Isn’t she an ENT doctor, Amma asked? But she is STILL a doctor, Periamma said firmly. Luckily for us, she was around and came to our rescue pronto.
She tried to convince Amma and Periamma to go ahead with the treadmill. Periamma was worried that her Mysore silk Saree was not conducive for huffing and puffing on the treadmill, besides as the eldest daughter-in-law, she thought that Amma should go first. Amma finally relented (and cotton sarees helped her cause) and was given a clean chit because she did admirably well. Between performance anxiety and desire to outdo her sister-in-law Periamma wanted a more humane way to check the condition of her heart. N Akka recommended the 64 Slice CT Scan, which immediately appealed to Periamma. She reasoned that, since eight was her lucky number, the square of it must be twice as lucky. The technicians said that Periamma had a mild problem, but nothing to worry about.
Not to take the opinion of someone who didn’t go through the rigour of five years of medical school, Periamma spent the next two days doing some cutting edge research on the matters of the heart.
Finally, when it was time to show the reports to the doctor, he recommended a minor lifestyle change and some blood thinning medication. Periamma looked less than convinced. Don’t I need a stent, she demanded to know. Not really, the young doctor said, you need to stop using Google though.
I have a twenty-five percent heart blockage, she tells everyone now. She says so with pathos, drama and triumph.
And so, Amma lost and Periamma won.
But Amma also won, as she crossed the last of the hurdles to visit the land of opportunity. And so in the auto drive back home, she went through her mental check-list all over again. Podis: Check. Manoharam: Check. Mug: Check. Sri Rama Jayam Notebook: Check. Lalita Sahasra Namam CD: Check. TM Krishna CD: Check. Grand Sweets Broken Thathai: Check. Special NRI packet of Appalam and pickles from Meena Stores: Check. Ashwini Hair Oil: Check. Multiple copies of ATP’s Jadagam: Check.
Contrary to what Amma thought, we were managing fine. At least until the day before yesterday, when a call came from Periamma. At 4am.
Who might have died, I wondered, as Appa went to pick up the phone. Paati has fainted, Periamma said excitedly, and asked us to come immediately. We rushed and dragged the bewildered S, who was in the middle of some complex Physics problems.
Thatha was asked to repeat the same story and answer the same questions. What did she eat last night? How did you discover that she had fainted? What did you do after that? Was she behaving any differently last evening?
Thatha looked broken, scared and lonely. Thankfully, the doctor came then and told us that all was well with Paati and that it was a minor stress and tiredness related ailment.
Has she been doing something that she ought not to have been doing, Dr Krishnan asked?
Well, yes. She is watching the late night movies on Sun TV. Old B&W movies that are being screened as part of the 75th year of Tamil Cinema, Thatha said.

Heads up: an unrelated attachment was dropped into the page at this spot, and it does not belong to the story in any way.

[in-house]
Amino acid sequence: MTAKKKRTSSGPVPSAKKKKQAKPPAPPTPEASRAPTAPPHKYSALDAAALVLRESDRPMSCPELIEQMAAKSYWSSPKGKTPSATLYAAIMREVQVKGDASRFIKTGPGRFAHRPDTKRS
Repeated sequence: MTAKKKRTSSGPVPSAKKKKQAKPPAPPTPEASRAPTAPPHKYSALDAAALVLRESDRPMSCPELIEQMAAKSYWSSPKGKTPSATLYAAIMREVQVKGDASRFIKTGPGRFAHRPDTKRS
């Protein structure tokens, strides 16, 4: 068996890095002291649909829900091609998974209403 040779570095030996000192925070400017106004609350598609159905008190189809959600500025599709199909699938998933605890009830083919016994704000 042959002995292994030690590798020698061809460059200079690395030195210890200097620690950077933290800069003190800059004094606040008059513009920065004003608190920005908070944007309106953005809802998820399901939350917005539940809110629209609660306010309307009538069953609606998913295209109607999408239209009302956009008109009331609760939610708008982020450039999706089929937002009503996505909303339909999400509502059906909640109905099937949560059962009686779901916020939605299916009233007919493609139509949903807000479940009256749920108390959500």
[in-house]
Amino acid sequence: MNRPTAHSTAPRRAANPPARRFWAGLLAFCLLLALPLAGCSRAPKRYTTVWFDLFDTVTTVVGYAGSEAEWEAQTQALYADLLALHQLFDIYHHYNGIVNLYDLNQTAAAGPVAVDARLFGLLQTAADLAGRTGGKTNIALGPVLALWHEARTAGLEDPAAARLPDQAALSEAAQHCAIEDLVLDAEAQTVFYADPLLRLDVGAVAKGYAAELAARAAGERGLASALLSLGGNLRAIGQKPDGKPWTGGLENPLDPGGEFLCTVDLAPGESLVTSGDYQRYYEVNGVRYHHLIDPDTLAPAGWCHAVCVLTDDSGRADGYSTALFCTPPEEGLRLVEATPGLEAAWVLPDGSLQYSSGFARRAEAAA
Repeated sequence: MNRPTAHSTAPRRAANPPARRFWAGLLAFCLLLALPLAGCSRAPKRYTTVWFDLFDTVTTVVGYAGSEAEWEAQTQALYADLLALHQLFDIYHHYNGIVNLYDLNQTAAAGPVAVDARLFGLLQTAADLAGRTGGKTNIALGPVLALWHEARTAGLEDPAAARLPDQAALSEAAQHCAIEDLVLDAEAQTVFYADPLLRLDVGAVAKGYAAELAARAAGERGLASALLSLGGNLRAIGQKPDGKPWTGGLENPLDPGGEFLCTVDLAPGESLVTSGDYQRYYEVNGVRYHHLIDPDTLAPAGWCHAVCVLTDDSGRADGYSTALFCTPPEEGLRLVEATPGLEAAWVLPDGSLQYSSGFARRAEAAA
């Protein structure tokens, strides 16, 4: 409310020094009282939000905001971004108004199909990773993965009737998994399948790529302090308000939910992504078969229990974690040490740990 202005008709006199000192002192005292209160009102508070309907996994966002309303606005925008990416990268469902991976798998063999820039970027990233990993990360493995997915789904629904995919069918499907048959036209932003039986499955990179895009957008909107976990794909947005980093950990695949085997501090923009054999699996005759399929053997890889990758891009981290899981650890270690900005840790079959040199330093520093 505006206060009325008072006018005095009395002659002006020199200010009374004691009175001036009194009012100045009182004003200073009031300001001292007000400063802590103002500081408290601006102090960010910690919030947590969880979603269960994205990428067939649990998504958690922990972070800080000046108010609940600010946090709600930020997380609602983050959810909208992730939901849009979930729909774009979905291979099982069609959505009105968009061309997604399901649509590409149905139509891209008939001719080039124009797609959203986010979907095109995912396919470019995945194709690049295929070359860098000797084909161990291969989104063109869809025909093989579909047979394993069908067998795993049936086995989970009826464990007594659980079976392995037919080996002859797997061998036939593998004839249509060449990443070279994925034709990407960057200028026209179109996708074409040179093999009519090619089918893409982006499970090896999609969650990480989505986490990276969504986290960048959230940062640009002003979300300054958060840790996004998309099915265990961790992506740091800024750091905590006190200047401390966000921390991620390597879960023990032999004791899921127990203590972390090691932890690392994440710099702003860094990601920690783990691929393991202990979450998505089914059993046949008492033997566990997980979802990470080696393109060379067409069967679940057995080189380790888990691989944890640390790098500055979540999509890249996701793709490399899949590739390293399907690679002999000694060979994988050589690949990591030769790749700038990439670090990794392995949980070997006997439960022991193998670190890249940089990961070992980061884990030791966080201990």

Who watches late night movies, Periamma thunders? And before I can think of a sharp retort she dramatically clutches her heart.
S and cousin D insisted that we get Tamil movie VCDs, this so that Paati could watch movies sans advertising and during the day. I agreed to the plan and asked Paati what movies she wanted to see. She said, Server Sundaram and Vietnam Veedu.
Vietnam Veedu is our family favourite. Prestige Padmanabha Iyer, the patriarch played by Sivaji evoked much mirth and was Thatha’s role model of sorts.
Thatha cheered as Sivaji came up with yet another out of context English quotation, Disease, Doctors, Drugs, Devil and Death.
Paati snorts derisively, as by now, she has completely recovered.
Thatha instead of reacting, ignores her.
S, the astute one asks Paati if she and Thatha have had a fight?
Yes, she said.
Why, we all asked curiously, temporarily ignoring the movie.
Paati is silent, her lips pursed and looking somewhat guilty.
You won’t believe what Paati has done, Thatha blurted suddenly. She has asked the newspaper vendor to stop The Hindu and gives Times of India from Tamil New Year’s day, because she has got a bag.
What, I say.
How could you do that, I asked Paati accusingly.
Paati looks guilty and then says, you can keep the bag, it is very nice.
I then called the newspaper guy and tell him that we would subscribe to both the newspapers.
Thatha looks pacified and Paati relieved.
Periamma wished to know who would read two newspapers.
S volunteers to read TOI, most generously.
But Paati is now seriously worried that the Rs 300 has turned out to be a wasted investment.
In a bid to be nice her I say, don’t worry Paati we will make more money when we sell old papers. It will be heavy with advertisements.
Hmppfh, Periamma says and demands to know what we shall do with all that money?
Why, we will fund your heart surgery with it, what else, Thatha tells laughingly.
As if on cue, Sivaji laughs loudly, clutches his chest dramatically and dies.
Paati laughed too.